Abstract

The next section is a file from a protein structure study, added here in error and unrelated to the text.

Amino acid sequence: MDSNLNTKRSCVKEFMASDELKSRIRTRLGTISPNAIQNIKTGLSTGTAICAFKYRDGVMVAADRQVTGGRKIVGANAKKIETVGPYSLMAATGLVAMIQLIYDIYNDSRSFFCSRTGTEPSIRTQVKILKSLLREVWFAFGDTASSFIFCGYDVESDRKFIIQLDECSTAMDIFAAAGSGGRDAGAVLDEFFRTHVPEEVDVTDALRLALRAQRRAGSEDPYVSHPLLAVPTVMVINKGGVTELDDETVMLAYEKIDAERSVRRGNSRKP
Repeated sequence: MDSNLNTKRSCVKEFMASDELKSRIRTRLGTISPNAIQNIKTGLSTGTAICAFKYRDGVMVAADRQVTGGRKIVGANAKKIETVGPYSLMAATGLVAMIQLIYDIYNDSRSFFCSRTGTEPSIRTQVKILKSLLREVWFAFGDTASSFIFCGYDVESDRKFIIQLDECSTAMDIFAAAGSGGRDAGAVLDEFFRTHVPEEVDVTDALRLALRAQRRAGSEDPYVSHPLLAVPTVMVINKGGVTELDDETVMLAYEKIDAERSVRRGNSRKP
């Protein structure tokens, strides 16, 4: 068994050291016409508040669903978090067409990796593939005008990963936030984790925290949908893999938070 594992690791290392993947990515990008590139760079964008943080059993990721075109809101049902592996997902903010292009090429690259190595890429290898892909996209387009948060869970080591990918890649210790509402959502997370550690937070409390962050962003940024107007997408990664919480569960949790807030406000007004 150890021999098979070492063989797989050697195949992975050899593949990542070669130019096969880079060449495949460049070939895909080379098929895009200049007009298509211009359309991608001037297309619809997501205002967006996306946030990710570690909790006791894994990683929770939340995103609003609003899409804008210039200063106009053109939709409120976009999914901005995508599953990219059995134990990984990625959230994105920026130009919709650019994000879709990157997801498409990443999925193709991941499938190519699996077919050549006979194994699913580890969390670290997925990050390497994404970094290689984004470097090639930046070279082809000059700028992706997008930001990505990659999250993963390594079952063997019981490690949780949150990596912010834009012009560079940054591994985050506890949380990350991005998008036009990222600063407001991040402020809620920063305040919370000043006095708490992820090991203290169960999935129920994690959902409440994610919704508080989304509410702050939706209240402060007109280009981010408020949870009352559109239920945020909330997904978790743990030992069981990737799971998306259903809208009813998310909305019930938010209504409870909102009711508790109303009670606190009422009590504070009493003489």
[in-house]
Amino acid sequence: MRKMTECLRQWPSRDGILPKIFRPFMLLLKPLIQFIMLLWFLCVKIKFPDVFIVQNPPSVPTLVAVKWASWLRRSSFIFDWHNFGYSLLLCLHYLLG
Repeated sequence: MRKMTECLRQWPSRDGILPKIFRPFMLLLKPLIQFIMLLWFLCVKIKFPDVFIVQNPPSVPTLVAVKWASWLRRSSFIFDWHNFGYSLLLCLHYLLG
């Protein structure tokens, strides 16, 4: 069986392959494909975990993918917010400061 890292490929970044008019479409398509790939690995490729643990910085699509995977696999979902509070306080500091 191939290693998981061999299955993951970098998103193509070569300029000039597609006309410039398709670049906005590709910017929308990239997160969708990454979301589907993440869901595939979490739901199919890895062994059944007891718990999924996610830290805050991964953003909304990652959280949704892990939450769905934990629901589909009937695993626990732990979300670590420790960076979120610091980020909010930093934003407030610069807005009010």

Identifying and building on what students know in relation to important mathematics is widely regarded as essential to success in school mathematics. However, determining what is important and identifying what students actually understand in relation to what is deemed to be important are by no means uncontested or straightforward endeavours. In recent years attention has turned to the development of evidenced-based learning trajectories (or progressions) as a means of identifying what mathematics is important and how it is understood over time. But for this information to be useful to practitioners, it needs to be accompanied by accurate forms of assessment that locate where learners are in their learning journey and evidenced-based advice about where to go to next. This chapter traces the origins of the Scaffolding Numeracy in the Middle Years (snmy) research project that used rich assessment tasks and Rasch analysis techniques to develop an evidence-based framework to support the teaching and learning of multiplicative thinking in Years (Grades) 4 to 9.

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